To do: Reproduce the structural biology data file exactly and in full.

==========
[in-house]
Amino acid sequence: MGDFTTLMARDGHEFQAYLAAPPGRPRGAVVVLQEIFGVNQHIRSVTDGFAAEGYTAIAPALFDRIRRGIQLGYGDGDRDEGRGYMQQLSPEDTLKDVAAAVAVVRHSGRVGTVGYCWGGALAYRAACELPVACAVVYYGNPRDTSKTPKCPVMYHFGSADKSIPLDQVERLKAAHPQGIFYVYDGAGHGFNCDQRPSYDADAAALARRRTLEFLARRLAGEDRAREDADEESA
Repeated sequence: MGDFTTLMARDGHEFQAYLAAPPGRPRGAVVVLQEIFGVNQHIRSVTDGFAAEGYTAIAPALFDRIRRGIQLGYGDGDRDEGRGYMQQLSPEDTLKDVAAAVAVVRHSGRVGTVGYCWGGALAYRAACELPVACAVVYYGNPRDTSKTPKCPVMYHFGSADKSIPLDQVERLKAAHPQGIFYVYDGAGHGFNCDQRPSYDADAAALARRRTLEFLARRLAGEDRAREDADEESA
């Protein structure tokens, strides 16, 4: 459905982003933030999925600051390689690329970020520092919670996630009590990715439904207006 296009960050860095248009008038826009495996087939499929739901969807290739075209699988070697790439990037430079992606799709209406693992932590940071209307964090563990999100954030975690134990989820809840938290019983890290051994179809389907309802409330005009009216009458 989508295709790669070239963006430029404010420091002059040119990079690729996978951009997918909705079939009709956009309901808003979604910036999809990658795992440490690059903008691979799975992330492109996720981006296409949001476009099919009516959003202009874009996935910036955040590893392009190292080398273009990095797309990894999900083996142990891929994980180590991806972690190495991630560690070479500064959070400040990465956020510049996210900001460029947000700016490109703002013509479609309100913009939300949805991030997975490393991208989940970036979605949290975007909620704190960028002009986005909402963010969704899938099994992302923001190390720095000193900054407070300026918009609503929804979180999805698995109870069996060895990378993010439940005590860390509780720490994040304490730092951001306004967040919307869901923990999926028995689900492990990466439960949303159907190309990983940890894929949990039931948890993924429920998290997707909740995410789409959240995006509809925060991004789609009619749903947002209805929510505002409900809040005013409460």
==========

[in-house]
Amino acid sequence: MGDFTTLMARDGHEFQAYLAAPPGRPRGAVVVLQEIFGVNQHIRSVTDGFAAEGYTAIAPALFDRIRRGIQLGYGDGDRDEGRGYMQQLSPEDTLKDVAAAVAVVRHSGRVGTVGYCWGGALAYRAACELPVACAVVYYGNPRDTSKTPKCPVMYHFGSADKSIPLDQVERLKAAHPQGIFYVYDGAGHGFNCDQRPSYDADAAALARRRTLEFLARRLAGEDRAREDADEESA
Repeated sequence: MGDFTTLMARDGHEFQAYLAAPPGRPRGAVVVLQEIFGVNQHIRSVTDGFAAEGYTAIAPALFDRIRRGIQLGYGDGDRDEGRGYMQQLSPEDTLKDVAAAVAVVRHSGRVGTVGYCWGGALAYRAACELPVACAVVYYGNPRDTSKTPKCPVMYHFGSADKSIPLDQVERLKAAHPQGIFYVYDGAGHGFNCDQRPSYDADAAALARRRTLEFLARRLAGEDRAREDADEESA
């Protein structure tokens, strides 16, 4: 459905982003933030999925600051390689690329970020520092919670996630009590990715439904207006 296009960050860095248009008038826009495996087939499929739901969807290739075209699988070697790439990037430079992606799709209406693992932590940071209307964090563990999100954030975690134990989820809840938290019983890290051994179809389907309802409330005009009216009458 989508295709790669070239963006430029404010420091002059040119990079690729996978951009997918909705079939009709956009309901808003979604910036999809990658795992440490690059903008691979799975992330492109996720981006296409949001476009099919009516959003202009874009996935910036955040590893392009190292080398273009990095797309990894999900083996142990891929994980180590991806972690190495991630560690070479500064959070400040990465956020510049996210900001460029947000700016490109703002013509479609309100913009939300949805991030997975490393991208989940970036979605949290975007909620704190960028002009986005909402963010969704899938099994992302923001190390720095000193900054407070300026918009609503929804979180999805698995109870069996060895990378993010439940005590860390509780720490994040304490730092951001306004967040919307869901923990999926028995689900492990990466439960949303159907190309990983940890894929949990039931948890993924429920998290997707909740995410789409959240995006509809925060991004789609009619749903947002209805929510505002409900809040005013409460």